Bike Test: The Kona Unit Singlespeed


In this day of dual-suspension mountain bikes, with their heavily defended patents, licensing agreements, rising rates, falling rates, single pivots, multiple pivots, pedaling platforms and special tools just to set them up properly, there are riders who long for a simpler time when you could just hop on a bike and go riding. Kona senses their frustration and offers the Unit, a bike of simple sophistication.

WHO IS IT MADE FOR?
This bike is geared toward the rider who is at his wits’ end with today’s complex dual-suspension mountain bikes. It is also made for the rider who may be a little burned out on the local trails and wants to change things up and challenge himself at the same time. It would be a good bike for a rider looking to improve his skills or any rider looking for top performance from a bike priced under a grand.  

WHAT IS IT MADE FROM?
The frame is good old butted chromoly steel with shortish chainstays, tons of tire clearance and cable guides (should you ever decide to add a rear derailleur). There is a not-oversized 1 1/8-inch head tube, and there are mounts for two water bottle cages. The rear dropout is a sliding affair that allows easy adjustment should you want to change the bike’s gearing. The wishbone fork is also made from tapered steel tubing. 

WHICH COMPONENTS STAND OUT?
In this day of billboard-wide carbon fiber wings in place of frame tubes, the diminutive, perfectly round steel tubes look so clean. Now touch them. That flat white paint feels like powder coating. That big 7-inch brake rotor up front and the custom-made WTB Valcon saddle catch your attention, but the simplicity of the Unit is what everyone you meet on the trail will notice.

HOW DOES IT PERFORM?
The only setup tip we can give you is to make sure you’ve checked your tires’ air pressure and the chain tension. There is nothing else to do on a rigid single speeder.
Moving out: We’ll go out on a limb here and state that the Unit delivers the best pedaling platform of any bike we have ridden this year. After years on hardtails with 4-inch-travel forks and dual-suspended bikes of all travel lengths, the Unit is an eye-opener from the first crank revolution. This bike shoots out of the blocks like Usain Bolt. There is nothing lost in translation. Get out of the saddle, pick your line carefully and hammer. The resulting acceleration will bring a smile to your face. The gearing is spot on for flat-surface starts.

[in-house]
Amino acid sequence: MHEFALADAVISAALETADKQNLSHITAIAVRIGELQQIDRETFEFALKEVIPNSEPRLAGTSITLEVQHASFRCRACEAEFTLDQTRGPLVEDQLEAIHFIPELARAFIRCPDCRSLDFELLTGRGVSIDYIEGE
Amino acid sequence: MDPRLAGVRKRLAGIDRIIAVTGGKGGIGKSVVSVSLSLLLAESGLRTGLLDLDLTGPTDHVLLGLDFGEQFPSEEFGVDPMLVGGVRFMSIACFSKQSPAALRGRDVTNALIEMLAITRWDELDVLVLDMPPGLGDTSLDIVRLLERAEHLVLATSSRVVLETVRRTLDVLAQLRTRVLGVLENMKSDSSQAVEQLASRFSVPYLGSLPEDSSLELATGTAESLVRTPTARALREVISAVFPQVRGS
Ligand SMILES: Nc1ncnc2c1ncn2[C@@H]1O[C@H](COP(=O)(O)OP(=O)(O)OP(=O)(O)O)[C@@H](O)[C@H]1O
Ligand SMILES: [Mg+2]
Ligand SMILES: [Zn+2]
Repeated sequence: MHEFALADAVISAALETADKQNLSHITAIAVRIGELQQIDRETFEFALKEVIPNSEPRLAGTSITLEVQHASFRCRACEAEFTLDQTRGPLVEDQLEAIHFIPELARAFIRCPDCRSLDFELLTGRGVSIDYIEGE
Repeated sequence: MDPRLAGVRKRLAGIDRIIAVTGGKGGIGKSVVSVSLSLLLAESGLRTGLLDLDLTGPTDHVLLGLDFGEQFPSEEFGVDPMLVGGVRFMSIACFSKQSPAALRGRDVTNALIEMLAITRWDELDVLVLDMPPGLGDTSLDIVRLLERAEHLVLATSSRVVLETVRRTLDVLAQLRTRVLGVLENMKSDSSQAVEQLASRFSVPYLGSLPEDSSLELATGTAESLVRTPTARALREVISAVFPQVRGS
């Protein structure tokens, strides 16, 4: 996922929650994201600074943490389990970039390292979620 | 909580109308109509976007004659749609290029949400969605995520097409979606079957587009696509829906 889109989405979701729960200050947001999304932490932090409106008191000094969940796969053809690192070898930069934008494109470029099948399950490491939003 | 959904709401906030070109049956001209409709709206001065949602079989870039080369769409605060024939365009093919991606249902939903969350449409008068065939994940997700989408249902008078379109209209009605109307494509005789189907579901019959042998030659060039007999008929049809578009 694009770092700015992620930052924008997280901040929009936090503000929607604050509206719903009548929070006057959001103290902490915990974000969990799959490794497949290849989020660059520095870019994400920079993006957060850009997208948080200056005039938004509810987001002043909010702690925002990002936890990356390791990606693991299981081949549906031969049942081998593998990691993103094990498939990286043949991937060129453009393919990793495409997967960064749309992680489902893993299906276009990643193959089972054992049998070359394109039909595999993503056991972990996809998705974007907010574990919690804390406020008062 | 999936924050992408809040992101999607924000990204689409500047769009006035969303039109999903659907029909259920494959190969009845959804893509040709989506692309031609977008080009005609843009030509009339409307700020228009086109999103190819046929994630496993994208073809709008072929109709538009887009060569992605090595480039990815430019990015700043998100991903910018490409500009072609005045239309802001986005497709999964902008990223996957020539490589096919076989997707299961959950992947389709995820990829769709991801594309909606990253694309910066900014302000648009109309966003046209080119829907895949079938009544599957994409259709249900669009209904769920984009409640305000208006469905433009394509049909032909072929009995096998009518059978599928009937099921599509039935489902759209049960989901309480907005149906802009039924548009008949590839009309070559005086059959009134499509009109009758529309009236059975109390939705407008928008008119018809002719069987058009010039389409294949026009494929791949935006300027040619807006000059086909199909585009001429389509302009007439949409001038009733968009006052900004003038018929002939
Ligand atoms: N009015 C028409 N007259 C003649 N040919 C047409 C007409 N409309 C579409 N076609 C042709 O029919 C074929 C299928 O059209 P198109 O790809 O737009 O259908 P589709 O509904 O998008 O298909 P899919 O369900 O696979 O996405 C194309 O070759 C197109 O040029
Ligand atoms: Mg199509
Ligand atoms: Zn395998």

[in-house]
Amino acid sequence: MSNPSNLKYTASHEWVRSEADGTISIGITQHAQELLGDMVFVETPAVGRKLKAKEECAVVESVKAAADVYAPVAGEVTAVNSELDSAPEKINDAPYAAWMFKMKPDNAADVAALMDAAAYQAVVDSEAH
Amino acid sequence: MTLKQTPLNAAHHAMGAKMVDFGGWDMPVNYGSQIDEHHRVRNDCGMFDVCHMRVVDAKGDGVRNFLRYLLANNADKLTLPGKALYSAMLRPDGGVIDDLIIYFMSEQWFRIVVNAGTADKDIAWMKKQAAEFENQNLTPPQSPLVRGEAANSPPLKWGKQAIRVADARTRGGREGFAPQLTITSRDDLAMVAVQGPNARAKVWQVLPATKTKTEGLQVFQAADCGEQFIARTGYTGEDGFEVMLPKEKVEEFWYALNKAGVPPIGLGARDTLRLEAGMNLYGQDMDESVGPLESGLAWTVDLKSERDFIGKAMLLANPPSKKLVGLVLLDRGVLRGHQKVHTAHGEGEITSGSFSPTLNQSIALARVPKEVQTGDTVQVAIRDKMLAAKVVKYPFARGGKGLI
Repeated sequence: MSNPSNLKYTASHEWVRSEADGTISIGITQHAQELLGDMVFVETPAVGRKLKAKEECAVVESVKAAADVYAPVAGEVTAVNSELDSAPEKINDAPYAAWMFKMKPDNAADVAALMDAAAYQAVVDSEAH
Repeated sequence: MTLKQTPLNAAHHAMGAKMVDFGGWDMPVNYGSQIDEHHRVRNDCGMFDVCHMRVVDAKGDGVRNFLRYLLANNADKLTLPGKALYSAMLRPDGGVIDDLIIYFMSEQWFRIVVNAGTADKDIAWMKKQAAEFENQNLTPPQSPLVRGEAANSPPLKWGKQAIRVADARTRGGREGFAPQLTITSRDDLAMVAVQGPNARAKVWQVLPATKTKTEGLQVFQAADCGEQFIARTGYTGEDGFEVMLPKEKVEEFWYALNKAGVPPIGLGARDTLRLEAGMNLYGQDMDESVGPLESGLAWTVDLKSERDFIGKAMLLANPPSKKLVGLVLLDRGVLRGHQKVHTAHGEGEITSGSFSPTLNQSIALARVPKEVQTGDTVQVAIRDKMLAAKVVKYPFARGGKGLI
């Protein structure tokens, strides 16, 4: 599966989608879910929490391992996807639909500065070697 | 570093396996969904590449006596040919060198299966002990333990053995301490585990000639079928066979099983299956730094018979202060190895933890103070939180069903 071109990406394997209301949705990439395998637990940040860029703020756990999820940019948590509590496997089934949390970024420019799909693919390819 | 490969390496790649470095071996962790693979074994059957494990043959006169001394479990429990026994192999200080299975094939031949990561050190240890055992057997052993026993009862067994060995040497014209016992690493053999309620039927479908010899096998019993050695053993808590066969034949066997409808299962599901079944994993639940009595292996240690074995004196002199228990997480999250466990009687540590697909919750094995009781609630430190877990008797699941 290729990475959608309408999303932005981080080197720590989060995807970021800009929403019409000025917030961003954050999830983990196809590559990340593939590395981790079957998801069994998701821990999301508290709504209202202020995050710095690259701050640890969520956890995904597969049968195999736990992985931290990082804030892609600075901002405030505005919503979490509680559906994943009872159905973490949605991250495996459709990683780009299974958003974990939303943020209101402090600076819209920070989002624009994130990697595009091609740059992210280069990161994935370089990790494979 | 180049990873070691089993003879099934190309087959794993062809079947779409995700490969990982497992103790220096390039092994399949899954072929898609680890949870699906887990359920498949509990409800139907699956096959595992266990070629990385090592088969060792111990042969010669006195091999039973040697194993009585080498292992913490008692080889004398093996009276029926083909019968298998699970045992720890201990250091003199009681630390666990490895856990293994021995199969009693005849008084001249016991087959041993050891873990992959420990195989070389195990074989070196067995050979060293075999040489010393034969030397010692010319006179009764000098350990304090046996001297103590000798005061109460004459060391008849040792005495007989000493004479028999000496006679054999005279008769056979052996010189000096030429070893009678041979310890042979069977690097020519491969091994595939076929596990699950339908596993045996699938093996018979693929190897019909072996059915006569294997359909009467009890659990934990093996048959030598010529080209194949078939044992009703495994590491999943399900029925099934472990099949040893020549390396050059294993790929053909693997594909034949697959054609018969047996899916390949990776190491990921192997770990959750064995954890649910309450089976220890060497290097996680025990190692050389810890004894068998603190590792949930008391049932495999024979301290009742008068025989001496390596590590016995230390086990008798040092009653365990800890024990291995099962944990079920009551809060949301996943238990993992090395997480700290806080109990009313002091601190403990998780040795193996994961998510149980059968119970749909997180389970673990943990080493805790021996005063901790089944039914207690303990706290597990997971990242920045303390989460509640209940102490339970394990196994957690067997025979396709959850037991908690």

Cornering: The trick with any single-speed is to stay off the brakes as much as possible and maintain all the momentum you can. The Unit’s 29-inch wheels help, but its lack of suspension requires the rider to stay loose and out of the saddle as much as possible. Riding to the limit of traction is a skill the Unit will force its rider to develop.   


Fun units: This bike will challenge and motivate you. It forces the rider to get back to the basics.

 
   
 Simply simple: The dropouts allow for plenty of drivetrain options. A sweet little head badge. Open-ended gusset for added strength.

Climbing: How bad do you want it? The Unit forces you to pick your battles, because your legs only have so many hard efforts in them per ride before they throw in the towel. The bike’s light weight made extended fire-road climbs more palatable. There is no trick to steeper climbs. Think pumping iron. The Unit can only put out what you put in.   
Descending: Riders used to ample travel can get into trouble quickly on the Unit. Coming into a corner too hot and getting on the brakes hard will send a jolting reminder through your arms and into your upper body that the only suspension working for you is the flex of the tires’ sidewalls. Picking your lines, flowing instead of making jerky movements and staying out of the saddle with arms and legs bent is the way to get it done.
The workout: You will be hammered after a ride on the Unit, but it is a good hammered. The more you ride the Unit, the less you notice the beating. That’s because it is making you a better rider.

TRICKS, UPGRADES OR TIPS?
Tire selection is a matter of trade-offs. We liked the Maxxis Ignitors for their low rolling resistance, a real plus for this single-speeder. Switch to a fatter tire for a bit more cushion? That will cost you rolling resistance. At the end of the ride, we’d rather have the performance of the Ignitors than whatever comfort would be gained from fatter and slower tires.    

BUYING ADVICE
The Unit will force you to be a better rider by breaking bad habits brought on by lazy riding (something we all fall into from riding bikes with 5 inches of travel at each wheel). It can transform tired old loops into challenging new adventures. It will have you focusing on the best line, pedaling smoothly and staying off the brakes. And all these new skills will make you better on your other bikes. Even if you only ride the Unit a few times a year, it is a wake-up call we could all use. For riders in areas without major climbs and flowy trails, it is not crazy to think of the Unit as your only bike. And how many sub-$1000 29ers come in at less than 27 pounds?

The Unit is a single-speed with more than a single purpose.

 Price
Country of origin
Weight
Hotline
Frame tested
Bottom bracket height
Chainstay length
Top tube length
Head tube angle
Seat tube angle
Standover height
Wheelbase
Suspension travel
Suspension travel
Frame material
Fork
Shock
Rims
Tires
Hubs
Brakes
Crankset
Handlebar
Shifters
Front derailleur
Rear derailleur
Chainrings
Cassette
Highest gear
Lowest gear
Pedals
 $899
Taiwan
26.5 pounds
(800) 566-2872
19″
12.5″
17″
24.5″
70ø
72ø
30.5″
43.5″
None (front)
None (rear)
Steel
Rigid P2 29er
None
Alex EN-24 (29″)
Maxxis Ignitors (2.1″)
Formula Disc
Avid BB7 mechanical Disc
FSA Comet
Kona Energy (28″ wide)
None
None
None
SRAM w/ guard (32)
Formula (18)
13.5 feet (per crank rotation)
13.5 feet (per crank rotation
Kona flats
KonaKona UnitSingle Speed